We’ve been performing some physical-to-virtual server migrations recently, and setting up a test lab for some bigger virtualisation jobs that we have in the pipeline. This post is a quick walkthrough of virtualising a production SBS 2008 server to a VMware virtual machine (VM).
Before you start monkeying with the existing server, always satisfy yourself that you have good current backups in case anything goes wrong. It’s also a very good idea to check the event logs and make sure that the server is in a clean, stable state before you begin the migration – this is a good opportunity to iron out any niggling errors and rationalise the server configuration before the move.
Now that you’re ready to begin, pull up a chair and download VMware vCenter Converter (you’ll need to create a free account with VMware). Run through the installation, selecting ‘Standalone Installation’ rather than ‘Client/Server’.
Once the install has completed, launch VMware Converter and select ‘Convert Machine’. Select Source Type: Powered-on machine > This local machine > Next > Select a location to store the VM files (use a NAS/SAN or external hard disk).
Click Next to move onto the destination options.
Select the volumes (disks) that you want to convert – we left out G: as it doesn’t contain anything of interest. You can add more or less capacity (grow or shrink the disks). If you are in a hurry you can just convert the system disk and then add the other data disks later. It’s a good idea to ignore the page file and hibernation file, as they are both unnecessary and slow down the copy. You should always ‘Use Optimised Partition Layout’ for rather complicated technical reasons.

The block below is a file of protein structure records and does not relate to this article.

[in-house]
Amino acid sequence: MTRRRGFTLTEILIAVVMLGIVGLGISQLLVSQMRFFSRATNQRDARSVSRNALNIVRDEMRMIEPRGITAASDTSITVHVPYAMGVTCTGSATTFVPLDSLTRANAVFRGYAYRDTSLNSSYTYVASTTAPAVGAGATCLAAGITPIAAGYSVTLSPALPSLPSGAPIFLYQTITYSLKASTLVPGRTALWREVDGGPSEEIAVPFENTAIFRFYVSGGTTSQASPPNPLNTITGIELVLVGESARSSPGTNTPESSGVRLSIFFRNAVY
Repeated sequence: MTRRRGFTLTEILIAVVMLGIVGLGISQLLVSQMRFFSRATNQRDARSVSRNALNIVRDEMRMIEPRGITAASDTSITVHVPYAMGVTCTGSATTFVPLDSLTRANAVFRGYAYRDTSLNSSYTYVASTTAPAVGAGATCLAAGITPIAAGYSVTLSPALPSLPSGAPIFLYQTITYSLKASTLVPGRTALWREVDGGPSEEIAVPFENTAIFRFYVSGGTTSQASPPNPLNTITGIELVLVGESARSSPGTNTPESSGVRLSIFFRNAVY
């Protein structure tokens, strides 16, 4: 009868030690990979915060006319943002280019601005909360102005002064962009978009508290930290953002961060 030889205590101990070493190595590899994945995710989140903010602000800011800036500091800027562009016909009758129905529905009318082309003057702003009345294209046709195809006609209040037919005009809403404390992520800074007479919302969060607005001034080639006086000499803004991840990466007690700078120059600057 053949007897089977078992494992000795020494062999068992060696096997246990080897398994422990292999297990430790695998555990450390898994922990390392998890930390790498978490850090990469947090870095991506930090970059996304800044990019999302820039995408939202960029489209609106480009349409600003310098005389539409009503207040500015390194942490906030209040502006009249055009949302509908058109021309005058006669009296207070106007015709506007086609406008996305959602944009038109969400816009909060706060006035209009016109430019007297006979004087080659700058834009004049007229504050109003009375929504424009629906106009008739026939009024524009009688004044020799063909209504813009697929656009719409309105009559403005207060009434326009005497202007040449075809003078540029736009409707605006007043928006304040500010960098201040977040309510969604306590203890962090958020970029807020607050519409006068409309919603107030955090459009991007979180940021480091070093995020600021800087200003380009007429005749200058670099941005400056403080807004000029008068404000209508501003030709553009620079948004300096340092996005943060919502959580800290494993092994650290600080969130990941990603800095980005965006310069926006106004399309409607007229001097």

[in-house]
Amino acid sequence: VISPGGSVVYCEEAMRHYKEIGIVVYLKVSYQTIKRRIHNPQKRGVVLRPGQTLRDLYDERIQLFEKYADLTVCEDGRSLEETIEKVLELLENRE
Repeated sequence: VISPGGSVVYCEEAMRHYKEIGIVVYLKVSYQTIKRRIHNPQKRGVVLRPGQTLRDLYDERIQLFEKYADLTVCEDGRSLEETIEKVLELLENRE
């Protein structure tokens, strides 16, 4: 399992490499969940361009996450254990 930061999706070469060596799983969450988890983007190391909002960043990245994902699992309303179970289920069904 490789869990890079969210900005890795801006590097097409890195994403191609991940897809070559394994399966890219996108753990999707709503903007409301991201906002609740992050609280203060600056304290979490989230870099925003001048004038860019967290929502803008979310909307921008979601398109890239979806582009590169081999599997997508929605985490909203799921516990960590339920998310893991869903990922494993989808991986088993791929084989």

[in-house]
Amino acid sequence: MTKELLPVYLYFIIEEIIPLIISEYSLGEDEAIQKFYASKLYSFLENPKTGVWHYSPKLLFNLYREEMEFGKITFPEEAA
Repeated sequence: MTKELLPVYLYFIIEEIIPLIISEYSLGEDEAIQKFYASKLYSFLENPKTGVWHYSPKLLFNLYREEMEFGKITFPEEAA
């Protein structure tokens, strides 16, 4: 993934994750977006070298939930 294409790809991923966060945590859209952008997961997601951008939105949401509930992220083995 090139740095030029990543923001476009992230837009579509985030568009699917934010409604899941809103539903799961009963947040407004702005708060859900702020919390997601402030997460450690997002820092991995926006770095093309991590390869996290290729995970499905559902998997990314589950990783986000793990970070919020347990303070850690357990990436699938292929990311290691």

Alter the assigned Memory, CPU cores, NIC configuration and services as desired. You’ll be able to change these once the VM is created if necessary. Select your post-conversion options (they’re mostly self-explanatory) and hit next.
Review your settings and hit ‘Finish’ to start the process. This may take some time to complete, if you are running a ‘hot’ conversion on a live system then I hope you set some throttling options 😉
This medium-sized SBS 2008, with about 400GB of data converted in 7 hours. The conversion was done live, out of hours, unthrottled. What you end up with is a *.vmx virtual machine file and a set of *.vmdk virtual disks:
And that’s the first half of a P-2-V. The next step is to get the new VM up and running in a virtual environment. That’ll be the next post.